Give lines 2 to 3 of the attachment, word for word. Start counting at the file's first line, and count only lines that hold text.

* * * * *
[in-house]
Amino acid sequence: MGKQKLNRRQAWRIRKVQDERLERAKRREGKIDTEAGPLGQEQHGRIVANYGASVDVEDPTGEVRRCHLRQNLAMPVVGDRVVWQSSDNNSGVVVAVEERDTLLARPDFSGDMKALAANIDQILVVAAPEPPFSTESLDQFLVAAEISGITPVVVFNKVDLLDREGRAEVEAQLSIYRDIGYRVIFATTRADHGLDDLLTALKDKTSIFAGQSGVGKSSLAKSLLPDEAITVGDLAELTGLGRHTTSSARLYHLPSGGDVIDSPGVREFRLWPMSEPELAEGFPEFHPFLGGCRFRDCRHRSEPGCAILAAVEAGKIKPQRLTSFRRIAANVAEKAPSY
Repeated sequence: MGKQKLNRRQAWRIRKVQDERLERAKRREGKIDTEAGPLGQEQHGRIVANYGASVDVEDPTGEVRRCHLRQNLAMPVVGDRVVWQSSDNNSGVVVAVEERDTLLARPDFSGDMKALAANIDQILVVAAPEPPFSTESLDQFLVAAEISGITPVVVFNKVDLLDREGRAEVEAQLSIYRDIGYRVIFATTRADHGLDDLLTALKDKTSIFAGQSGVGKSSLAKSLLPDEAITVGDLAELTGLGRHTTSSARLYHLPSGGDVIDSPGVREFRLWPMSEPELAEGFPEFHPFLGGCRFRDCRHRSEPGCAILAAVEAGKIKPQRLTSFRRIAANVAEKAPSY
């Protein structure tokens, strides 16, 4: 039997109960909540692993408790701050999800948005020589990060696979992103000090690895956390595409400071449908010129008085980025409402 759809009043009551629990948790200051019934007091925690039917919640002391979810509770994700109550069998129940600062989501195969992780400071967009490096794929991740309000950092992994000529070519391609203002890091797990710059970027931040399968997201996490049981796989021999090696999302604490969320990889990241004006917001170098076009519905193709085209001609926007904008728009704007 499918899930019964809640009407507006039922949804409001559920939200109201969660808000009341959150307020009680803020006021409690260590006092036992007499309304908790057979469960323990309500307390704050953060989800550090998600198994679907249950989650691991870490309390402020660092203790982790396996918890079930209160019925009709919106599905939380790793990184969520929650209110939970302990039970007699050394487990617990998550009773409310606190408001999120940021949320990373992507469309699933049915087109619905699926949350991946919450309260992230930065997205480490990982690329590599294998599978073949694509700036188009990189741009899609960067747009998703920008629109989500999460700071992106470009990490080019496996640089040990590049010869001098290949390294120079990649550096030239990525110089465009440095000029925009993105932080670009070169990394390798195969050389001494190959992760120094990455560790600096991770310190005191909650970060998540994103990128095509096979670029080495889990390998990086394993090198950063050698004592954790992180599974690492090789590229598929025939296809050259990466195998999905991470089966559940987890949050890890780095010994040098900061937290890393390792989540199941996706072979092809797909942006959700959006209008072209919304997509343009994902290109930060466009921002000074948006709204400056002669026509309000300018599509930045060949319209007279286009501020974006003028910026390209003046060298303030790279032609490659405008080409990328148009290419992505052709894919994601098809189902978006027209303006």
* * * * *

Amino acid sequence: MGKQKLNRRQAWRIRKVQDERLERAKRREGKIDTEAGPLGQEQHGRIVANYGASVDVEDPTGEVRRCHLRQNLAMPVVGDRVVWQSSDNNSGVVVAVEERDTLLARPDFSGDMKALAANIDQILVVAAPEPPFSTESLDQFLVAAEISGITPVVVFNKVDLLDREGRAEVEAQLSIYRDIGYRVIFATTRADHGLDDLLTALKDKTSIFAGQSGVGKSSLAKSLLPDEAITVGDLAELTGLGRHTTSSARLYHLPSGGDVIDSPGVREFRLWPMSEPELAEGFPEFHPFLGGCRFRDCRHRSEPGCAILAAVEAGKIKPQRLTSFRRIAANVAEKAPSY
Repeated sequence: MGKQKLNRRQAWRIRKVQDERLERAKRREGKIDTEAGPLGQEQHGRIVANYGASVDVEDPTGEVRRCHLRQNLAMPVVGDRVVWQSSDNNSGVVVAVEERDTLLARPDFSGDMKALAANIDQILVVAAPEPPFSTESLDQFLVAAEISGITPVVVFNKVDLLDREGRAEVEAQLSIYRDIGYRVIFATTRADHGLDDLLTALKDKTSIFAGQSGVGKSSLAKSLLPDEAITVGDLAELTGLGRHTTSSARLYHLPSGGDVIDSPGVREFRLWPMSEPELAEGFPEFHPFLGGCRFRDCRHRSEPGCAILAAVEAGKIKPQRLTSFRRIAANVAEKAPSY